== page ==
House Russia Probe Hobbled by Sharp Divide on Intelligence PanelBy
Lawmakers can’t agree on mission or scope of investigation
Nunes stepped aside from probe but still signing subpoenas
The House Intelligence Committee is supposed to be investigating Russian meddling in the U.S. presidential election. But the panel is so riven by partisan mistrust that its members can’t agree on the probe’s mission, its scope or even when to interview key witnesses.
The House panel has yet to depose a single witness. Its Senate counterpart, by contrast, already has interviewed more than 30 people.
Even the status of the House committee’s chairman, Devin Nunes of California, is a matter of contention. Nunes was forced to step aside from leading the inquiry amid blowback over his sharing of raw intelligence with President Donald Trump.
Yet he still signs any subpoenas issued under the Russia probe -- an indication that he still remains involved in the details of the inquiry even though Democrats say he could delegate that function to Michael Conaway of Texas, the Republican now leading the investigation.
Eric Swalwell, a California Democrat, called Nunes’s continued involvement in subpoenas "inappropriate."
"When you step aside, that means you fully step aside. Not half in, half out," he said. Swalwell said it won’t prevent committee Democrats from doing their work, but that it does add an "asterisk" to the committee’s work.
On Wednesday, the House panel is set to hold just its third public hearing in a five-month-old investigation, and members are split over whether the witness, former Homeland Security Secretary Jeh Johnson, is even relevant to their investigation.
A fractured House probe risks undercutting congressional efforts to expose Russia’s role in the U.S. election, and also could make it more difficult for Republicans to move beyond Democratic demands for a more independent inquiry into the Trump campaign.
The panel’s turmoil stands in stark contrast to the Senate Intelligence Committee, which is much further along with its own Russia probe. The Senate panel has already held blockbuster hearings with fired FBI Director James Comey and Attorney General Jeff Sessions, in addition to the many interviewed behind closed doors. The probe’s leaders have taken great pains to project a bipartisan image.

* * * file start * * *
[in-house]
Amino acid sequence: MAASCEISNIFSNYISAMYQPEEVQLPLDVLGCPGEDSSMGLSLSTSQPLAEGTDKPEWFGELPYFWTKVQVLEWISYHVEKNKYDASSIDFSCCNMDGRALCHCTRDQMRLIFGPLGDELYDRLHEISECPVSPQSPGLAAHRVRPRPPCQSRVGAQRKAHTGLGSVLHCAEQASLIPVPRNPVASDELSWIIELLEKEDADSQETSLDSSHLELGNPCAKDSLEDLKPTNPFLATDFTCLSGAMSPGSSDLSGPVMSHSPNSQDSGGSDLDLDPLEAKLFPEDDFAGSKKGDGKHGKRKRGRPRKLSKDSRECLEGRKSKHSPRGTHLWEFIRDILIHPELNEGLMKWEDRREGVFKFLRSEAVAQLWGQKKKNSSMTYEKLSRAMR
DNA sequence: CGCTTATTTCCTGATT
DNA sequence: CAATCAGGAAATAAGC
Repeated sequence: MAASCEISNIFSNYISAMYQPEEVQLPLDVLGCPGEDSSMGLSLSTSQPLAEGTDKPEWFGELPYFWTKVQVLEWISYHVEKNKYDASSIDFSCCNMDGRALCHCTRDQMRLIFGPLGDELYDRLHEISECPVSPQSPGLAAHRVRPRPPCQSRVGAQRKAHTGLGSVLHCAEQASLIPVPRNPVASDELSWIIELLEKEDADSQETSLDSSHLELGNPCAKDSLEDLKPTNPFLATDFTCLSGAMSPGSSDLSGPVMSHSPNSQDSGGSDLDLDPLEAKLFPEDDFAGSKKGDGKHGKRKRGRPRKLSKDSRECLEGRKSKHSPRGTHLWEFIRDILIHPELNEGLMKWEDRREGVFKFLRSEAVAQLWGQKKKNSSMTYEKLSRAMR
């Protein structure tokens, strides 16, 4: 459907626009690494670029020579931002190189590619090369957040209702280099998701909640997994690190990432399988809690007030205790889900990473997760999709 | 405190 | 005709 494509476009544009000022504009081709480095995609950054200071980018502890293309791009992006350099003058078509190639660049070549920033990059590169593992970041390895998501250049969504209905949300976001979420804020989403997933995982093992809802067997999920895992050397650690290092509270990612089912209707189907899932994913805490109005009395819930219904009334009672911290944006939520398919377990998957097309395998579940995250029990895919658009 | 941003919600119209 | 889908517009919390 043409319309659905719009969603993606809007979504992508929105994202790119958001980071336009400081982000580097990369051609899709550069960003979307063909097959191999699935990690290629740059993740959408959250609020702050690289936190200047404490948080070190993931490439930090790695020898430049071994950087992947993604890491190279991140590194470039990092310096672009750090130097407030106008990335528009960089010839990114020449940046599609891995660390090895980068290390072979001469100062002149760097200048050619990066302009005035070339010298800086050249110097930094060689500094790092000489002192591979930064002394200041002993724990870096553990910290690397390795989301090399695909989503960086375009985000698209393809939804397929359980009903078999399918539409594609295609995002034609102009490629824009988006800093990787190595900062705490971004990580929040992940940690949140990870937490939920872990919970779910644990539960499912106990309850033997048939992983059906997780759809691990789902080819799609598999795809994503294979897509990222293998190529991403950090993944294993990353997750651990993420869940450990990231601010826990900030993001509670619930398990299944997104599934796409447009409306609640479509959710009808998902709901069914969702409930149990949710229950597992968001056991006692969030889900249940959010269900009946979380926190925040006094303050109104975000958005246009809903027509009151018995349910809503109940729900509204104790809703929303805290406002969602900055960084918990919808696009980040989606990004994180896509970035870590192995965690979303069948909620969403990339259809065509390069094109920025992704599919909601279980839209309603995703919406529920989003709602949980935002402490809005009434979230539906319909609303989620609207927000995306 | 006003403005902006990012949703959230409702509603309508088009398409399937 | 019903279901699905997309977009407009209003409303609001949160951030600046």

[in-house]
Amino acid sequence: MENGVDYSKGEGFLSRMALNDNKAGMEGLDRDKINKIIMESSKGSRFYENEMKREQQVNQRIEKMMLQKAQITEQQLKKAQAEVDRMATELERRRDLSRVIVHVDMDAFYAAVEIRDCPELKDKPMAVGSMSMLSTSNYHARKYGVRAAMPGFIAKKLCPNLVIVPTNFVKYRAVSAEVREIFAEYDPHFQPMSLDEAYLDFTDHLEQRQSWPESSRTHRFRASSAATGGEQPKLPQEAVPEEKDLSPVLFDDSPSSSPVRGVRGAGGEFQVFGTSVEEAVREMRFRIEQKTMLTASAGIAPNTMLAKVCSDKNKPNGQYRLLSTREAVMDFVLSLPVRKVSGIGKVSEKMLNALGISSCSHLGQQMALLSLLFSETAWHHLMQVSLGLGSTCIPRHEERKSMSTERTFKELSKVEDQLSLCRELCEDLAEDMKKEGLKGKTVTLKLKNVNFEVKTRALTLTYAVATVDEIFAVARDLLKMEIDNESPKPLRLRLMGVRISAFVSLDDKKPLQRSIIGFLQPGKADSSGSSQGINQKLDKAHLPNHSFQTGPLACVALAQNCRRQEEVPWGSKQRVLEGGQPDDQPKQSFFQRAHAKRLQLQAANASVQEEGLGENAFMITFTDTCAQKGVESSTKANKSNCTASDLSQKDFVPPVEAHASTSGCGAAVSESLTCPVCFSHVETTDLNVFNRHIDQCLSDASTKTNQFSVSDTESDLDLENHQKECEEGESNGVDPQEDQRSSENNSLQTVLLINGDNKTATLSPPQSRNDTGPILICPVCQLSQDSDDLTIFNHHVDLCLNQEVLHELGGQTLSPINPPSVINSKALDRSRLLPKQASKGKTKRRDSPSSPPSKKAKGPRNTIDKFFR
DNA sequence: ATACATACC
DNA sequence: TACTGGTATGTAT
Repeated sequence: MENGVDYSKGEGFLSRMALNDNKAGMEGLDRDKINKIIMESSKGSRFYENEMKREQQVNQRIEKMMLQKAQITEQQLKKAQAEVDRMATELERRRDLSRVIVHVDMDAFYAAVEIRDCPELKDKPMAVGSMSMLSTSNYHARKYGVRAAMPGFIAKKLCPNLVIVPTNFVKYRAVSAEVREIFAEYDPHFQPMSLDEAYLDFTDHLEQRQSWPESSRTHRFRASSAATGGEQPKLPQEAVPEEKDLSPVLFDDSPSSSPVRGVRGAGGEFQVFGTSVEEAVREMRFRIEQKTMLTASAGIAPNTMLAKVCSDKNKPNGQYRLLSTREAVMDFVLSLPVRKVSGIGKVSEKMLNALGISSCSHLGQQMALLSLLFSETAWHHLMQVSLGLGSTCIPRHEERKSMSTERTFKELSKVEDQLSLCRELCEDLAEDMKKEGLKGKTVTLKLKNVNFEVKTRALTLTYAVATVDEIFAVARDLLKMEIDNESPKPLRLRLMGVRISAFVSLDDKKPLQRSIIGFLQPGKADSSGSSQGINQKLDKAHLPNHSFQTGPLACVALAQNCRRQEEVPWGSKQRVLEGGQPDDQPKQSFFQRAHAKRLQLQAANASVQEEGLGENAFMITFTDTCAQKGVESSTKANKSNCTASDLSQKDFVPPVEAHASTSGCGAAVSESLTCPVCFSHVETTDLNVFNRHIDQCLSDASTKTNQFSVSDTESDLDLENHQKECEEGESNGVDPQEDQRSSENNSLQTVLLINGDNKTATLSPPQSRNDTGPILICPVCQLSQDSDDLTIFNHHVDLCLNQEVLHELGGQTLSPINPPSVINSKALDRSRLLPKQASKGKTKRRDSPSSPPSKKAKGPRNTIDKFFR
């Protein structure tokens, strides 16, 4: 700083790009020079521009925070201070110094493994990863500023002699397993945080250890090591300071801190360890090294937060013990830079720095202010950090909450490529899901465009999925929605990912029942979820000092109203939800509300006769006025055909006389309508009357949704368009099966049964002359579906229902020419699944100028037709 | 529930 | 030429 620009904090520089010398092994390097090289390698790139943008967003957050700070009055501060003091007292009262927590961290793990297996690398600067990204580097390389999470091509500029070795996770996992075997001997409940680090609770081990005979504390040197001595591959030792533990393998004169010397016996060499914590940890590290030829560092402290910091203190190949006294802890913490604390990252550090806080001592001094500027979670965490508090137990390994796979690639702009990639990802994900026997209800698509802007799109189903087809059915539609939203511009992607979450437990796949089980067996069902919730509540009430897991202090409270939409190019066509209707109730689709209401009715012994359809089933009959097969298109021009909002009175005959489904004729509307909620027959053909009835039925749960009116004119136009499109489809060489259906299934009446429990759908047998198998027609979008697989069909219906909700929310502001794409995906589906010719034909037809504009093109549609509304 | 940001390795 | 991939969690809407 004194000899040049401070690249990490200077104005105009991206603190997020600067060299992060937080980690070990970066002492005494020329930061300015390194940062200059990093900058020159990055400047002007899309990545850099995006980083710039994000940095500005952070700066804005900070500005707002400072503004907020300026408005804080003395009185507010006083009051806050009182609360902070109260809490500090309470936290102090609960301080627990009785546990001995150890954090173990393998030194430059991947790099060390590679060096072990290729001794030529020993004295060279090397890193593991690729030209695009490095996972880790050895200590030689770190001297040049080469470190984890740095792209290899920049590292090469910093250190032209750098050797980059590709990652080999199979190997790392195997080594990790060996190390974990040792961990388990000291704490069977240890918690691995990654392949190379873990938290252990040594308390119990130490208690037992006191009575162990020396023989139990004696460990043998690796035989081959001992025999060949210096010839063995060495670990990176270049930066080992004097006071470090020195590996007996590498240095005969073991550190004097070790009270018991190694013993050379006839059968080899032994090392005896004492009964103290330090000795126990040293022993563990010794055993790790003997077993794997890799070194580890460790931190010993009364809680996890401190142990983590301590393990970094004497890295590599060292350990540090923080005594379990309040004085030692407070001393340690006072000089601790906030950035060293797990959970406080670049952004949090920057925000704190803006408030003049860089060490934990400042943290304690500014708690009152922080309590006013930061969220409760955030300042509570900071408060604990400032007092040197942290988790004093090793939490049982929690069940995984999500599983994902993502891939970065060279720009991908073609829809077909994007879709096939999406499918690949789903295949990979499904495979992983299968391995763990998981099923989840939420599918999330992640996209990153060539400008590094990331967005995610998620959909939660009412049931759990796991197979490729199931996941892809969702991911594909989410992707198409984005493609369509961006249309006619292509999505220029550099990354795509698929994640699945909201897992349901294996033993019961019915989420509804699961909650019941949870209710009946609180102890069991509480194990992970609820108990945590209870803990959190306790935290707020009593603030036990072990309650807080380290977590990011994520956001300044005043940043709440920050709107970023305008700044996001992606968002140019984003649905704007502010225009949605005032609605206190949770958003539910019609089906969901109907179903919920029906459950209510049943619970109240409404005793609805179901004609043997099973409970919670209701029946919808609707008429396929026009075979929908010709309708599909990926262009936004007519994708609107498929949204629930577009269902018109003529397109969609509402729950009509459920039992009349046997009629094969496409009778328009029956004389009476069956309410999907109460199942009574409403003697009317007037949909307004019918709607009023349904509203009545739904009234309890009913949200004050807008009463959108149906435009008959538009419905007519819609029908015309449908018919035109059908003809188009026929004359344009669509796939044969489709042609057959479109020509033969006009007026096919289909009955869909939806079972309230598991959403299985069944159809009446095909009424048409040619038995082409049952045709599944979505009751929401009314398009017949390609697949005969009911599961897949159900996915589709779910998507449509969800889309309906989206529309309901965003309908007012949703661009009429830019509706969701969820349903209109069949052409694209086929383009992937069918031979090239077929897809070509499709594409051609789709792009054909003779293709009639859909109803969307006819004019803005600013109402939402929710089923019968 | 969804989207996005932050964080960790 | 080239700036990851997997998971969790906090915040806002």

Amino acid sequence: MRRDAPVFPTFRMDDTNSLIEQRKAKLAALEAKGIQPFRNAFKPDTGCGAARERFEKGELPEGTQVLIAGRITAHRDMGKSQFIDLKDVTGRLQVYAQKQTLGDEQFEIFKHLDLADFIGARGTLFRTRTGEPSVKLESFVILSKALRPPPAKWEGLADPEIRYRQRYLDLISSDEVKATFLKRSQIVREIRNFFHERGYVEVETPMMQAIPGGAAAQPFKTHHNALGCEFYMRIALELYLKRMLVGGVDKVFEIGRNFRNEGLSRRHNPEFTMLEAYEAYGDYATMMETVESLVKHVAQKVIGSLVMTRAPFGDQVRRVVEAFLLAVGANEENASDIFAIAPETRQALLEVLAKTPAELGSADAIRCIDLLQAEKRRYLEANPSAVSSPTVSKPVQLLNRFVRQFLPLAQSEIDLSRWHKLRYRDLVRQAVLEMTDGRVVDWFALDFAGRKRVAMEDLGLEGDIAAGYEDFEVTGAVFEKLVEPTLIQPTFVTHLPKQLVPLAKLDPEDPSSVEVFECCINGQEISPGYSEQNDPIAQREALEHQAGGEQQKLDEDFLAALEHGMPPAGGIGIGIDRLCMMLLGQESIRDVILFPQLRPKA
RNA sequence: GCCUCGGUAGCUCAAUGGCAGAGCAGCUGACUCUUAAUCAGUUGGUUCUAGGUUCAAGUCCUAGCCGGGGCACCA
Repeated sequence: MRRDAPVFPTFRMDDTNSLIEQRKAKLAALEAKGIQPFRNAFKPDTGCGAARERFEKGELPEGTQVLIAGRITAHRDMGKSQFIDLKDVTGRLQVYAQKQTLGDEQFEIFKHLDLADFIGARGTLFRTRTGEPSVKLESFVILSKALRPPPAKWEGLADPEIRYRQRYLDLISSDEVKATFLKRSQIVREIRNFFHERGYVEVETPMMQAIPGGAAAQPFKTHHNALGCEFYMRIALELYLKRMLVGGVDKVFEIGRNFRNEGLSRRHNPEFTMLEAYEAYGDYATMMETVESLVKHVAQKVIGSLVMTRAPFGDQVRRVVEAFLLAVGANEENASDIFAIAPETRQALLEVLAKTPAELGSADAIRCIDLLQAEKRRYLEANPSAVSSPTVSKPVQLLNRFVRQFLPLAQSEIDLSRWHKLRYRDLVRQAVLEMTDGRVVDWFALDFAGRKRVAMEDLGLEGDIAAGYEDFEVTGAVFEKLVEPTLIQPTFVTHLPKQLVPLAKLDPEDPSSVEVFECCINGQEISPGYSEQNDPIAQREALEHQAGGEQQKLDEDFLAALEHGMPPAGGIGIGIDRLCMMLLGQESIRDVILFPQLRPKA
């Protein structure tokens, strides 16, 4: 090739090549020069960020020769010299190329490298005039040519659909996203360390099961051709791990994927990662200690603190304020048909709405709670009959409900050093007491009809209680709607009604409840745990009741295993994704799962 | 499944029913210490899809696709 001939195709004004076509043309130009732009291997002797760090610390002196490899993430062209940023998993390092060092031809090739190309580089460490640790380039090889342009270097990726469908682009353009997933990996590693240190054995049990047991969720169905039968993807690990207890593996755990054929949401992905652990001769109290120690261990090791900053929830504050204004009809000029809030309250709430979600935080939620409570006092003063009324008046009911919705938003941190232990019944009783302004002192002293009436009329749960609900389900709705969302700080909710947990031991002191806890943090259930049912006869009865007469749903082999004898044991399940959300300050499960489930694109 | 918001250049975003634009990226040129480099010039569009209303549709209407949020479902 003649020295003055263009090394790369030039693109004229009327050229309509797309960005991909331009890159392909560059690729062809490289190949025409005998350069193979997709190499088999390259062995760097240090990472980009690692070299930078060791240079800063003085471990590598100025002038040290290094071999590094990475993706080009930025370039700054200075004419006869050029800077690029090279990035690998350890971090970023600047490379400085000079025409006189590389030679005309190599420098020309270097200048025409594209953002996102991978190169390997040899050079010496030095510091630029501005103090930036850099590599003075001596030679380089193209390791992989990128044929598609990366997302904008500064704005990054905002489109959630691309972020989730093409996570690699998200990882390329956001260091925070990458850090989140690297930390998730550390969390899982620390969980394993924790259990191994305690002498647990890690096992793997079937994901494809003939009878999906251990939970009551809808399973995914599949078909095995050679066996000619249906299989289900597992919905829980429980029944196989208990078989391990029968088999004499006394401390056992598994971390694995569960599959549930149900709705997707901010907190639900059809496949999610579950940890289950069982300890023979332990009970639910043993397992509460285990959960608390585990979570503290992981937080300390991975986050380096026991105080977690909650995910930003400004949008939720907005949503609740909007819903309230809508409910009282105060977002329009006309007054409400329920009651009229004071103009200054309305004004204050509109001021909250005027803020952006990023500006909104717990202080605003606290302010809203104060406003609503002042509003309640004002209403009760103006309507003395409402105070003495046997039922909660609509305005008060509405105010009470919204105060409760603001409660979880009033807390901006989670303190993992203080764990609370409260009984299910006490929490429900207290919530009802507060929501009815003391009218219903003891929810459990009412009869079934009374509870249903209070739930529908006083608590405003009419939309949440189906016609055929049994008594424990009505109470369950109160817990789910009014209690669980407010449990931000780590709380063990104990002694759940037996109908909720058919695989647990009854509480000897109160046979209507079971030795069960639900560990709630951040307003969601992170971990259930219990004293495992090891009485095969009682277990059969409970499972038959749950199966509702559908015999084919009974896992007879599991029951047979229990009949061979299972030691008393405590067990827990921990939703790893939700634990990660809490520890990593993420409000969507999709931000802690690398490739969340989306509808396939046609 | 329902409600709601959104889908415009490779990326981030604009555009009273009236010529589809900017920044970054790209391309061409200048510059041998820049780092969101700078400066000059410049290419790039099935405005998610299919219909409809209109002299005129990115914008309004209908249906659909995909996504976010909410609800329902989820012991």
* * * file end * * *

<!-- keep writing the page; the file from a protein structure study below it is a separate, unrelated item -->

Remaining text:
Not so with the House panel. Nunes, the chairman, told a California radio station on Monday that he never recused himself from the probe, even though he said in an April 6 statement that Conaway and others would "temporarily take charge" of the Russia investigation.
"This was essentially made up by the media," he said Monday on KMJ radio in Fresno. "What I said was, hey, I will temporarily step aside.”
More broadly, the committee is split along partisan lines over Democrats seeking a deeper probe of Trump’s decision to fire Comey. They’re also divided on the significance of reports that Special Counsel Robert Mueller is looking into whether Trump has engaged in obstruction.
“Nah, I haven’t read the story,” Conaway said the day after the story broke, although he had just exited from a closed-door Intelligence Committee meeting where it was certainly discussed.
‘Get to the Bottom’
Adam Schiff of California, the top Democrat on the committee, emerged from the same meeting, saying potential obstruction of justice is relevant to the probe.
"Congress certainly needs to get to the bottom of whether there was any effort to obstruct or impede the investigation," he said.
Schiff said he and Conaway expect to meet with Mueller in the coming days. They will go over how the separate House and special counsel investigations might share information and avoid tripping over each other. Mueller’s staff has already been talking to committee staff.
More immediately, the Intelligence Committee is gearing up for the hearing with Johnson, who is scheduled to discuss the government’s determination last fall that senior Russian officials had a hand in authorizing the hacking of Democratic National Committee emails.
Two Republicans on the committee, who asked not to be identified, dismissed the hearing as pushed by Schiff and Democrats and mostly for show. They say it is intended to display some activity after the panel was overshadowed by its Senate counterpart, which held widely covered hearings with Comey and Sessions.
Democrats, meanwhile, defend it as more meaningful.
"One thing that we want to find out is, what was the response?" said Representative Jim Himes of Connecticut, referring to what the Obama administration did after learning that senior Russian officials had played roles in authorizing the hacking.